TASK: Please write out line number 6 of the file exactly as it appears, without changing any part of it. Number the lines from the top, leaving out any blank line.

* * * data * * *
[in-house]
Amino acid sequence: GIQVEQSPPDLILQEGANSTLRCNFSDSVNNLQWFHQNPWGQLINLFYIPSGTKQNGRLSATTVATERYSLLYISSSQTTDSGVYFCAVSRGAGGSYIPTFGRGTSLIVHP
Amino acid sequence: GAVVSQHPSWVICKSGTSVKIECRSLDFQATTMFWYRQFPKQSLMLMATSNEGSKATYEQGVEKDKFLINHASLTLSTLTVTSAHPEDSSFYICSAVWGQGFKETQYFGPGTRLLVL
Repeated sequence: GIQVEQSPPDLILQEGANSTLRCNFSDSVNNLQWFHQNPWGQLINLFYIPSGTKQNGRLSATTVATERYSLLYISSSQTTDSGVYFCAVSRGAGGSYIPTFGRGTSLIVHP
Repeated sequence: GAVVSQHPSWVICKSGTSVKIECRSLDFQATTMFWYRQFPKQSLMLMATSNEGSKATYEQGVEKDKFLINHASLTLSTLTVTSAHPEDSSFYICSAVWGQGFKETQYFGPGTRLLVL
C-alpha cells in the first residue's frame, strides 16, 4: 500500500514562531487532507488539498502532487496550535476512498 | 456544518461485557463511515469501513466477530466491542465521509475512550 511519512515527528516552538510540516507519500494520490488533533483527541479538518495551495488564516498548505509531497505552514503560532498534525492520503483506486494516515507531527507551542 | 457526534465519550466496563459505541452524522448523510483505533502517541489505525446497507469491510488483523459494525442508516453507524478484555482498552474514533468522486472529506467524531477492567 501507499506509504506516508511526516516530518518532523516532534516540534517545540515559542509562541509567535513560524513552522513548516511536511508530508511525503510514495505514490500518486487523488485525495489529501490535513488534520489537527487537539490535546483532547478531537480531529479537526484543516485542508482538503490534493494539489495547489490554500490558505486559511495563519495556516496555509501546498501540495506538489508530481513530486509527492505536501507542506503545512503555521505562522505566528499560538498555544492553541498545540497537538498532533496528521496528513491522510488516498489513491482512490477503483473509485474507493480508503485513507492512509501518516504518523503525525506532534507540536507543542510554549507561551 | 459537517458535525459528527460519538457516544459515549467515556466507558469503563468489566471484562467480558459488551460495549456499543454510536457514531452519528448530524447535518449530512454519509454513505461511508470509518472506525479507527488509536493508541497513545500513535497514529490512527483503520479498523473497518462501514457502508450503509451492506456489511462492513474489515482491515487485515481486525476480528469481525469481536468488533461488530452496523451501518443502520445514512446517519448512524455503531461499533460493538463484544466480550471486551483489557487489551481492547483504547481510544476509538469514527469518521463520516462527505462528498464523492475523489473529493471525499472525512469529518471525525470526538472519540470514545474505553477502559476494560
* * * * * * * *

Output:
C-alpha cells in the first residue's frame, strides 16, 4: 500500500514562531487532507488539498502532487496550535476512498 | 456544518461485557463511515469501513466477530466491542465521509475512550 511519512515527528516552538510540516507519500494520490488533533483527541479538518495551495488564516498548505509531497505552514503560532498534525492520503483506486494516515507531527507551542 | 457526534465519550466496563459505541452524522448523510483505533502517541489505525446497507469491510488483523459494525442508516453507524478484555482498552474514533468522486472529506467524531477492567 501507499506509504506516508511526516516530518518532523516532534516540534517545540515559542509562541509567535513560524513552522513548516511536511508530508511525503510514495505514490500518486487523488485525495489529501490535513488534520489537527487537539490535546483532547478531537480531529479537526484543516485542508482538503490534493494539489495547489490554500490558505486559511495563519495556516496555509501546498501540495506538489508530481513530486509527492505536501507542506503545512503555521505562522505566528499560538498555544492553541498545540497537538498532533496528521496528513491522510488516498489513491482512490477503483473509485474507493480508503485513507492512509501518516504518523503525525506532534507540536507543542510554549507561551 | 459537517458535525459528527460519538457516544459515549467515556466507558469503563468489566471484562467480558459488551460495549456499543454510536457514531452519528448530524447535518449530512454519509454513505461511508470509518472506525479507527488509536493508541497513545500513535497514529490512527483503520479498523473497518462501514457502508450503509451492506456489511462492513474489515482491515487485515481486525476480528469481525469481536468488533461488530452496523451501518443502520445514512446517519448512524455503531461499533460493538463484544466480550471486551483489557487489551481492547483504547481510544476509538469514527469518521463520516462527505462528498464523492475523489473529493471525499472525512469529518471525525470526538472519540470514545474505553477502559476494560